Hanabi (card game)

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Hanabi cover.jpg
The box cover of Hanabi
Designer(s)Antoine Bauza
Publisher(s)Asmodée Éditions
Players2 to 5
Setup time5 minutes
Playing time20-30 minutes
Random chanceMedium
Skill(s) requiredDeduction, Memory, Cooperation, Planning

Hanabi (from Japanese 花火, fireworks) is a cooperative card game created by French game designer Antoine Bauza published in 2010 by Asmodée Éditions[1] in which players, aware of other players' cards but not their own, attempt to play a series of cards in a specific order to set off a simulated fireworks show. Players are limited in the types of information they may give to other players, and in the total amount of information that can be given during the game. In 2013, Hanabi won the Spiel des Jahres, a prestigious industry award for best board game of the year.


The Hanabi deck contains cards in five suits (white, yellow, green, blue, and red): three 1's, two each of 2's, 3's, and 4's, and one 5. The game begins with 8 available information tokens and 3 fuse tokens. To start the game, players are dealt a hand containing five cards (four for 4 or 5 players). As in Indian poker, players can see each other's cards but they cannot see their own. Play proceeds around the table; each turn, a player must take one of the following actions:

  • Give information: The player points out the cards of either a given number or a given suit in the hand of another player (examples: "This card is your only red card," "These two cards are your only 3's"). The information given must be complete and correct. (In some editions, it is allowed to indicate that a player has zero of something; other versions explicitly forbid this case.) Giving information consumes one information token.
  • Discard a card: The player chooses a card from his hand and adds it to the discard pile, then draws a card to replace it. The discarded card is out of the game and can no longer be played. Discarding a card replenishes one information token.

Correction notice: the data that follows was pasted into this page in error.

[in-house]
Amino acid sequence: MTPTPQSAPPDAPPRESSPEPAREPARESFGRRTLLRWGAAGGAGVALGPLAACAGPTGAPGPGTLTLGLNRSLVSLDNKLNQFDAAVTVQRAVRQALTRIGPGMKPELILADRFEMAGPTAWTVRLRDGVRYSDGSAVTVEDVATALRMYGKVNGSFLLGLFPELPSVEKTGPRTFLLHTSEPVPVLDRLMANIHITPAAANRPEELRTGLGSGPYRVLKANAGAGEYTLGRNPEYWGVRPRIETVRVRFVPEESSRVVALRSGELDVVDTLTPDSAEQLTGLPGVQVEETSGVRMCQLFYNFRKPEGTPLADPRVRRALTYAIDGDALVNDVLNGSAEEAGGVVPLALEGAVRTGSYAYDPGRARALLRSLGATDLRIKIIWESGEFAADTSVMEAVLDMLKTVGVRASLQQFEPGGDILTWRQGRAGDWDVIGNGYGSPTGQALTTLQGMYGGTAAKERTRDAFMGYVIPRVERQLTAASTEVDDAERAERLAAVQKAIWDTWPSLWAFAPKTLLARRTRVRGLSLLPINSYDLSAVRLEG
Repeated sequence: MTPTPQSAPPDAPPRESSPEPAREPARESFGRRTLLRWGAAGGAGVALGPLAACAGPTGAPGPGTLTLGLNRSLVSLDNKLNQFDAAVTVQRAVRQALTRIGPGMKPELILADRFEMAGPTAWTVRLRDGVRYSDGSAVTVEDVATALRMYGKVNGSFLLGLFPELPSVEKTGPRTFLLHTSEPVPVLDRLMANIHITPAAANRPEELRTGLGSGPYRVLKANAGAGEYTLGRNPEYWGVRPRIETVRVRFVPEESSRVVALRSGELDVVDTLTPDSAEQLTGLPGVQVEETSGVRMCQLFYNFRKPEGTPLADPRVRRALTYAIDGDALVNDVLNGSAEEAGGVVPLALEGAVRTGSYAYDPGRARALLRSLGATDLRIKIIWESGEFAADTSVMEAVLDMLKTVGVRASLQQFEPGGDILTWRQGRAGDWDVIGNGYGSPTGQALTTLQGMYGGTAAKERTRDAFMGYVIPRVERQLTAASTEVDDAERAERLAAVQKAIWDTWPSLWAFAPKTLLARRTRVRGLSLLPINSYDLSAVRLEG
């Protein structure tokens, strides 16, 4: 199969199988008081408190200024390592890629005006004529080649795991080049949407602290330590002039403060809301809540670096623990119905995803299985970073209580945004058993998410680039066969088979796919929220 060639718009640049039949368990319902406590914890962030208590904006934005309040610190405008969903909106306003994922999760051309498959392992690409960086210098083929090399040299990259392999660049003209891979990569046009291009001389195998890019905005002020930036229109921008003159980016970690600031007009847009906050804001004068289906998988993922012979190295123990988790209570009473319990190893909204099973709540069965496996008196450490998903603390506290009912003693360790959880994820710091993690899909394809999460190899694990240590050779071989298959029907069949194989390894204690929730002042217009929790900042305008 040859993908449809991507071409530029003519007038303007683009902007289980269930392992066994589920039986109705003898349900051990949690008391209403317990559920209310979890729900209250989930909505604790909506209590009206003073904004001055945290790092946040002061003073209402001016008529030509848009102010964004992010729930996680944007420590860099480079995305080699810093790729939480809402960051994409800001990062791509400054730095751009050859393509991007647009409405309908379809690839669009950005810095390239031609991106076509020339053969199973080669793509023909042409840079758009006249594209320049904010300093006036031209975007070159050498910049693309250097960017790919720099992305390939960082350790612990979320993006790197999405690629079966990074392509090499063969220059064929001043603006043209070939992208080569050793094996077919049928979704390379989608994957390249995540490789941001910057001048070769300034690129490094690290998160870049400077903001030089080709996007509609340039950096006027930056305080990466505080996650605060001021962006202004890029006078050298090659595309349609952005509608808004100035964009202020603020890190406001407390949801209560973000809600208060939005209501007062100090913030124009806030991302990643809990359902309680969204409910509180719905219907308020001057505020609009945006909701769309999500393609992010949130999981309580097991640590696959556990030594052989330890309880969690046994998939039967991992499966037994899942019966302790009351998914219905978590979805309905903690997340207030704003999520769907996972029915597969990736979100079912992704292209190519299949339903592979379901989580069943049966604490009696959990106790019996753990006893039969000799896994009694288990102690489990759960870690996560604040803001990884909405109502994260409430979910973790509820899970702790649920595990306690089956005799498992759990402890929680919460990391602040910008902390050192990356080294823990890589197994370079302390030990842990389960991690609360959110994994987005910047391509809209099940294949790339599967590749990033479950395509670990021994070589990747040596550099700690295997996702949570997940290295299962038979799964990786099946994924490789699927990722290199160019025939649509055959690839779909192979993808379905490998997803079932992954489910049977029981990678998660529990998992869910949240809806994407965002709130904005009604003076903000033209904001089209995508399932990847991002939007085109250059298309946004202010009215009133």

• Play a card: The player chooses a card from his hand and attempts to add it to the cards already played. This is successful if the card is a 1 in a suit that has not yet been played, or if it is the next number sequentially in a suit that has been played. Otherwise a fuse token is consumed and the misplayed card is discarded. Successfully playing a 5 of any suit replenishes one information token. Whether the play was successful or not, the player draws a replacement card.

Players lose immediately if all fuse tokens are gone, and win immediately if all 5's have been played successfully. Otherwise play continues until the deck becomes empty, and for one full round after that. At the end of the game, the values of the highest cards in each suit are summed, resulting in a total score out of a possible 25 points.


  • The game can be made easier by adding more information tokens, or more challenging by removing information or fuse tokens.
  • The deck comes with a 6th "rainbow" suit which can be added to the base game as either just an additional suit, or with the special rule that rainbow cards can not be pointed out as such, but instead must be treated as if they belonged to all other suits simultaneously.
  • The Royal Favor variant doesn't use scoring and players keep on playing even after the deck is gone, having potentially less cards in hands. Completing all fireworks till 5 is a win, anything else is a loss for all players. The game ends immediately when a player would start a turn with no cards in hand.
  • Other unofficial variants can be found in the Hanabi Live variants documentation.



You can play Hanabi online at several different websites. The most popular are:


  1. ^ "Hanabi | Board Game | BoardGameGeek". boardgamegeek.com. Retrieved 2016-01-24.
  2. ^ "Spiel des Jahres official site: 2013 winner".
  3. ^ "Fairplay Online: À la carte prize 2013". (in German)

External links[edit]